Chinese authorities have announced plans to require its citizens to use real names on all accounts they create on the internet in order to promote “transparency”.
China’s infamous firewall is already restrictive in what it allows its citizens to access on the internet. With these new rules, due to be implemented on 1st March, for many in China there will be absolutely no privacy on the internet.
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The Great Firewall of China is known around the world as the strict security measures the Chinese government takes against content on the internet that does not favor the government’s viewpoints.
The firewall is infamous because it has blocked access to various services such as Gmail, Facebook and Twitter in the past and the new policies of the government blocks VPNs (virtual private networks) used by certain websites. With that and the countless measures against freedom of speech, the Great Firewall of China has made private businessmen and smaller companies lose profits because of the inability to connect with foreign business partners and enterprises.
The latest evolution in the Great Firewall of China story concerns accounts found on the internet, created by users and companies alike. Much like Facebook’s new “real names policy”, Chinese authorities will be enacting new policy over users of the internet requiring them to use their real names on all accounts they create on the internet, to promote “transparency”.
My opinion is that this measures is being taken so that the Chinese government can more easily monitor internet users and get to them if they violate any policies.
That means that if user “bittersweet” talks about how the new government policy has negatively impacted his company “bittersweet candy” because they can’t get in touch with foreign investors, the Chinese government will flag the user as someone who is spreading propaganda. If user “bittersweet” has a good system at home and uses a proxy, it would be harder for the government to identify the person behind the user. With the real names policy, the government can easily determine that the user formerly known as “bittersweet” is actually Yi Hon (hopefully, that’s a very fictive name, my apologies if it isn’t) and he lives at Bittersweet Lane 45.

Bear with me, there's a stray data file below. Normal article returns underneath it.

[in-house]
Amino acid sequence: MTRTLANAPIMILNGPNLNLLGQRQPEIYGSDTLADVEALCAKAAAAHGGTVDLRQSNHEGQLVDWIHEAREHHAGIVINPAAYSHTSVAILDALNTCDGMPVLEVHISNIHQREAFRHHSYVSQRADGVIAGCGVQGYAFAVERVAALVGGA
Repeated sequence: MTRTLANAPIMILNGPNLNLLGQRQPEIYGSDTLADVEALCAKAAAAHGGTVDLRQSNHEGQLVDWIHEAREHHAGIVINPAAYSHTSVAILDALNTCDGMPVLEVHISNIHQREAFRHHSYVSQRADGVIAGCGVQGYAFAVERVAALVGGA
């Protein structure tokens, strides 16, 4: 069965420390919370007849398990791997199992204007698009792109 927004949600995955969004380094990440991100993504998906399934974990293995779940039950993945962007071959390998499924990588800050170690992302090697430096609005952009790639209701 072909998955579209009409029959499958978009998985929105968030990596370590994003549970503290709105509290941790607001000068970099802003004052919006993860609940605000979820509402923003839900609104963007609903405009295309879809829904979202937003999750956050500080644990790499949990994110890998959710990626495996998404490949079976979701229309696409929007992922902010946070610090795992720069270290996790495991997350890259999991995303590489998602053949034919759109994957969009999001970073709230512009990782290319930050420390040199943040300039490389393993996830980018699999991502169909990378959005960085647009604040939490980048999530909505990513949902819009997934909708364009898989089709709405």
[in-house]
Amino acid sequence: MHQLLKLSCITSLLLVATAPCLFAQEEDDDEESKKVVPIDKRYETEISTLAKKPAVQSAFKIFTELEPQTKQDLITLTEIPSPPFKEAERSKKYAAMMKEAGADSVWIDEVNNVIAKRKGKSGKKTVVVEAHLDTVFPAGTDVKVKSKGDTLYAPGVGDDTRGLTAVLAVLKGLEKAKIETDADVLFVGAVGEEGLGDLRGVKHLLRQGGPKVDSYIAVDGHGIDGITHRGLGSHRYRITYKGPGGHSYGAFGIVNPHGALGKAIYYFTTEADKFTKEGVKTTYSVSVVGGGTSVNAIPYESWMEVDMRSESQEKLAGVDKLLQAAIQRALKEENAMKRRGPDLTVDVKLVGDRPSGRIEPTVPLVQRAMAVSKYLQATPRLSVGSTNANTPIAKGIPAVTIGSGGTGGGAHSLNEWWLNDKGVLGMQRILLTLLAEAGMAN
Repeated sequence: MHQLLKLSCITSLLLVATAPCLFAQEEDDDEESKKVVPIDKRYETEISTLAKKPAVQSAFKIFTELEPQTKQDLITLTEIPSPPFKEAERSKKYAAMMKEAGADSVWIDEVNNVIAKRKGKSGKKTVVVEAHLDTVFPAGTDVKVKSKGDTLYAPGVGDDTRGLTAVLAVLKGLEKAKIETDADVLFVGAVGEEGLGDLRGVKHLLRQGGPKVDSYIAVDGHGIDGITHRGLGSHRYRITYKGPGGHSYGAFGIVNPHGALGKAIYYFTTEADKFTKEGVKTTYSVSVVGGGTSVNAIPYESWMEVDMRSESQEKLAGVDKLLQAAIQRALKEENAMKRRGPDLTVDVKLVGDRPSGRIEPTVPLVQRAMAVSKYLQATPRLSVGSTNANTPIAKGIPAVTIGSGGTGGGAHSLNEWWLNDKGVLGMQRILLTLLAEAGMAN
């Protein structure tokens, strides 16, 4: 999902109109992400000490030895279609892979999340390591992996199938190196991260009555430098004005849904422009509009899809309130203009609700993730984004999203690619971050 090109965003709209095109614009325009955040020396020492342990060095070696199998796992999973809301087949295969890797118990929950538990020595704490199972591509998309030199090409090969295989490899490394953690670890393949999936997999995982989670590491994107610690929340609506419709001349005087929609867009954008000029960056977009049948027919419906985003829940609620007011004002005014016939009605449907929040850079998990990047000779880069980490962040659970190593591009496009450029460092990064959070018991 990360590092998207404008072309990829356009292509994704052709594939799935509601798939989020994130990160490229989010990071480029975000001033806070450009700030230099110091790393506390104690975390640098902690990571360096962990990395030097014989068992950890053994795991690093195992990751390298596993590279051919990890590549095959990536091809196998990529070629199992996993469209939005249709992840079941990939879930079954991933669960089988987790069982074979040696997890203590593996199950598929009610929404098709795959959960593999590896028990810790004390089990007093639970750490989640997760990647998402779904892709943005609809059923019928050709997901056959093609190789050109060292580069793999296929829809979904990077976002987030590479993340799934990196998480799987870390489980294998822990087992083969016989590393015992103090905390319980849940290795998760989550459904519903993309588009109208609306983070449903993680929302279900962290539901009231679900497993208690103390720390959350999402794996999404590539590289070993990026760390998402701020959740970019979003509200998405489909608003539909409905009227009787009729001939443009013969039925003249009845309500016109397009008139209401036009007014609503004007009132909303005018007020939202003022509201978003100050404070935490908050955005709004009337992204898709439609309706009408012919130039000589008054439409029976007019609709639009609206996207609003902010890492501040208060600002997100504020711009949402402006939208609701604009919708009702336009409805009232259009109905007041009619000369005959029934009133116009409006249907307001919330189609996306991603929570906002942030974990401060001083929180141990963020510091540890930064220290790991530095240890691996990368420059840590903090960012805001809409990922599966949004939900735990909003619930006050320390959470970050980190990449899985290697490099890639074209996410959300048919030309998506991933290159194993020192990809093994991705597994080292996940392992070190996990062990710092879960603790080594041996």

The Great Firewall of China will put the new policy to use starting Sunday, March 1st. Services on the internet will now be required to form special teams within their company that will handle matters involving the real names policy, as well as content management.
Major companies in China, such as Alibaba, Tencent Holdings, Baidu, Weibo and more have already taken to actually delete accounts that didn’t comply with the policy that hasn’t even been officially enacted yet, according to Reuters.
They have removed more than 60,000 accounts total, which weren’t in compliance with the new policy. Not only is that odd, but it is actually in violation, yet again, of freedom of speech.
Emily Smith is not my real name (you probably know that already). You guys probably couldn’t even pronounce my real name. My real name doesn’t represent me as I am when writing on Load the Game or any other website. Emily Smith is who I am in the online world and it totally reflects the “real me”. I choose not to use my real name for two reasons: many won’t be able to pronounce it and will associate it with negative things; in journalism, it’s a good shield against threats.
The Great Firewall of China and implicitly, the Chinese government does not seem to understand the importance of basic human rights and privacy, and it doesn’t intend to take into account what internet users want. It’s a good thing that we have net neutrality now. The new policy the Chinese government is enacting is just proof of how oppressive the regime really is towards the internet. I am rather amazed that Chinese citizens don’t revolt against such drastic measures, but I do understand their motivation behind their resilience to act.
Anyone who speaks against the Chinese government and the Great Firewall of China is going to be targeted by the government and will face harsh sentencing, or worse.
Even though we think of propaganda differently, the Chinese government is on the opposite side, considering freedom of speech propaganda, essentially. What do you think this new policy will lead to? I was amazed by the fact that Alibaba, Weibo and Baidu have so rapidly complied with the new rules, were you? What about foreign companies like Google? Will they comply and enforce the real names policy?